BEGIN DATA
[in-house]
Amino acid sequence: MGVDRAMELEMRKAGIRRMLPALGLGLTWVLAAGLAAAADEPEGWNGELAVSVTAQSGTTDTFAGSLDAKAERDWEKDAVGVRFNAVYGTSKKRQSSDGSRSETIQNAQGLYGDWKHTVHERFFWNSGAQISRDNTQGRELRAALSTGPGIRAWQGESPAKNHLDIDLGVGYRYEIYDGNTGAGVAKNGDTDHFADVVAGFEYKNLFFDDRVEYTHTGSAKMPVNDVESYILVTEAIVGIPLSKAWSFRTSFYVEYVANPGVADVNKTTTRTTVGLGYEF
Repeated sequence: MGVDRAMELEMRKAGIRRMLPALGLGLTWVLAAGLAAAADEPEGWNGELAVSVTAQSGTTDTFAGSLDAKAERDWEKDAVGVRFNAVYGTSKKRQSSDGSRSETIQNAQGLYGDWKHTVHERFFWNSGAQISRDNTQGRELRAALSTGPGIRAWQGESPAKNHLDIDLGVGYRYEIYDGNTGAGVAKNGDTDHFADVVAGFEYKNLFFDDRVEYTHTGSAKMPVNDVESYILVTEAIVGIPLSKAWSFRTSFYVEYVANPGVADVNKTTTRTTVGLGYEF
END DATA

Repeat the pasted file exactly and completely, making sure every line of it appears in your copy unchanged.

[in-house]
Amino acid sequence: MGVDRAMELEMRKAGIRRMLPALGLGLTWVLAAGLAAAADEPEGWNGELAVSVTAQSGTTDTFAGSLDAKAERDWEKDAVGVRFNAVYGTSKKRQSSDGSRSETIQNAQGLYGDWKHTVHERFFWNSGAQISRDNTQGRELRAALSTGPGIRAWQGESPAKNHLDIDLGVGYRYEIYDGNTGAGVAKNGDTDHFADVVAGFEYKNLFFDDRVEYTHTGSAKMPVNDVESYILVTEAIVGIPLSKAWSFRTSFYVEYVANPGVADVNKTTTRTTVGLGYEF
Repeated sequence: MGVDRAMELEMRKAGIRRMLPALGLGLTWVLAAGLAAAADEPEGWNGELAVSVTAQSGTTDTFAGSLDAKAERDWEKDAVGVRFNAVYGTSKKRQSSDGSRSETIQNAQGLYGDWKHTVHERFFWNSGAQISRDNTQGRELRAALSTGPGIRAWQGESPAKNHLDIDLGVGYRYEIYDGNTGAGVAKNGDTDHFADVVAGFEYKNLFFDDRVEYTHTGSAKMPVNDVESYILVTEAIVGIPLSKAWSFRTSFYVEYVANPGVADVNKTTTRTTVGLGYEF